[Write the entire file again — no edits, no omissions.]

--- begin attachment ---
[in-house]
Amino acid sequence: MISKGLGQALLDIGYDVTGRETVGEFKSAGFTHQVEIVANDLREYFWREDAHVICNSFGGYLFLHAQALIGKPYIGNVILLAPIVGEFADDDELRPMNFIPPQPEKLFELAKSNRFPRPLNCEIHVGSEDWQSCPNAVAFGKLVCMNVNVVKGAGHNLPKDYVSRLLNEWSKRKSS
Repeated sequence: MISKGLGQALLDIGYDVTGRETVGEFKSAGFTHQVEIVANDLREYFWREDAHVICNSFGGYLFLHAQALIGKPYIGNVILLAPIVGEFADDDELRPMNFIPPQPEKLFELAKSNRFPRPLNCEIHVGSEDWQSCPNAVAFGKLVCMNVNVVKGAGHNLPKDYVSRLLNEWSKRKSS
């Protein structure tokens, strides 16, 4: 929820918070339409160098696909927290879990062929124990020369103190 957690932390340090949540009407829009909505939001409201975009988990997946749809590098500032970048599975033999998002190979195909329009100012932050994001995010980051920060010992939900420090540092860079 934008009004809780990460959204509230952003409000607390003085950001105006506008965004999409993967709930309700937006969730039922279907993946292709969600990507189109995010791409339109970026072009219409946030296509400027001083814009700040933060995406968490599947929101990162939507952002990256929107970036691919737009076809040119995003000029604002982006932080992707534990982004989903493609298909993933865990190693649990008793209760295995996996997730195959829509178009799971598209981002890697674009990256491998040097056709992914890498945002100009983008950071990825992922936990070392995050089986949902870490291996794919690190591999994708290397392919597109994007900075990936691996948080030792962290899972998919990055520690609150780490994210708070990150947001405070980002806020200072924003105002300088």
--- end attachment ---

[in-house]
Amino acid sequence: MISKGLGQALLDIGYDVTGRETVGEFKSAGFTHQVEIVANDLREYFWREDAHVICNSFGGYLFLHAQALIGKPYIGNVILLAPIVGEFADDDELRPMNFIPPQPEKLFELAKSNRFPRPLNCEIHVGSEDWQSCPNAVAFGKLVCMNVNVVKGAGHNLPKDYVSRLLNEWSKRKSS
Repeated sequence: MISKGLGQALLDIGYDVTGRETVGEFKSAGFTHQVEIVANDLREYFWREDAHVICNSFGGYLFLHAQALIGKPYIGNVILLAPIVGEFADDDELRPMNFIPPQPEKLFELAKSNRFPRPLNCEIHVGSEDWQSCPNAVAFGKLVCMNVNVVKGAGHNLPKDYVSRLLNEWSKRKSS
């Protein structure tokens, strides 16, 4: 929820918070339409160098696909927290879990062929124990020369103190 957690932390340090949540009407829009909505939001409201975009988990997946749809590098500032970048599975033999998002190979195909329009100012932050994001995010980051920060010992939900420090540092860079 934008009004809780990460959204509230952003409000607390003085950001105006506008965004999409993967709930309700937006969730039922279907993946292709969600990507189109995010791409339109970026072009219409946030296509400027001083814009700040933060995406968490599947929101990162939507952002990256929107970036691919737009076809040119995003000029604002982006932080992707534990982004989903493609298909993933865990190693649990008793209760295995996996997730195959829509178009799971598209981002890697674009990256491998040097056709992914890498945002100009983008950071990825992922936990070392995050089986949902870490291996794919690190591999994708290397392919597109994007900075990936691996948080030792962290899972998919990055520690609150780490994210708070990150947001405070980002806020200072924003105002300088």